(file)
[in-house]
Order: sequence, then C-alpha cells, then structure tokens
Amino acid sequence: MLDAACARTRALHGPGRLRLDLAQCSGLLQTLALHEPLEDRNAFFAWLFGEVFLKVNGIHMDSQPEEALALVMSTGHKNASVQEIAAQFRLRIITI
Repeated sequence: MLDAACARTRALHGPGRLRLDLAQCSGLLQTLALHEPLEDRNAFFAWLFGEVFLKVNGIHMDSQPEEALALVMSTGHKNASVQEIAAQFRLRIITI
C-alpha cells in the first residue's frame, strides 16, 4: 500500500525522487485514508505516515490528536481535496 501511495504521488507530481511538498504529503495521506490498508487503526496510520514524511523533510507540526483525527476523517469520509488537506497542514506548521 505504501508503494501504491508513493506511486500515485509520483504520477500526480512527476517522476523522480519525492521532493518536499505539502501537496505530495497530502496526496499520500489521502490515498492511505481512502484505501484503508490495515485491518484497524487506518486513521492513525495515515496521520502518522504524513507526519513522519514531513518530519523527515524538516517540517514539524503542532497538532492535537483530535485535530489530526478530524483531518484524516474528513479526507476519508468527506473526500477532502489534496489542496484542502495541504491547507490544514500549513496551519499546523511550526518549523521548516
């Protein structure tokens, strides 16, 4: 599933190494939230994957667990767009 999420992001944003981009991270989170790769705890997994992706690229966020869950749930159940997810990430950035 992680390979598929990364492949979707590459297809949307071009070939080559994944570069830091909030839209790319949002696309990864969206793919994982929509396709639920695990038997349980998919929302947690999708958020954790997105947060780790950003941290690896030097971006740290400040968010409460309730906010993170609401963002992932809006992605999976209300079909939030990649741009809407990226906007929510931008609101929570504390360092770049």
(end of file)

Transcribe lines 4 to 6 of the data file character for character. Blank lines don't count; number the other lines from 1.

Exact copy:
Repeated sequence: MLDAACARTRALHGPGRLRLDLAQCSGLLQTLALHEPLEDRNAFFAWLFGEVFLKVNGIHMDSQPEEALALVMSTGHKNASVQEIAAQFRLRIITI
C-alpha cells in the first residue's frame, strides 16, 4: 500500500525522487485514508505516515490528536481535496 501511495504521488507530481511538498504529503495521506490498508487503526496510520514524511523533510507540526483525527476523517469520509488537506497542514506548521 505504501508503494501504491508513493506511486500515485509520483504520477500526480512527476517522476523522480519525492521532493518536499505539502501537496505530495497530502496526496499520500489521502490515498492511505481512502484505501484503508490495515485491518484497524487506518486513521492513525495515515496521520502518522504524513507526519513522519514531513518530519523527515524538516517540517514539524503542532497538532492535537483530535485535530489530526478530524483531518484524516474528513479526507476519508468527506473526500477532502489534496489542496484542502495541504491547507490544514500549513496551519499546523511550526518549523521548516
């Protein structure tokens, strides 16, 4: 599933190494939230994957667990767009 999420992001944003981009991270989170790769705890997994992706690229966020869950749930159940997810990430950035 992680390979598929990364492949979707590459297809949307071009070939080559994944570069830091909030839209790319949002696309990864969206793919994982929509396709639920695990038997349980998919929302947690999708958020954790997105947060780790950003941290690896030097971006740290400040968010409460309730906010993170609401963002992932809006992605999976209300079909939030990649741009809407990226906007929510931008609101929570504390360092770049």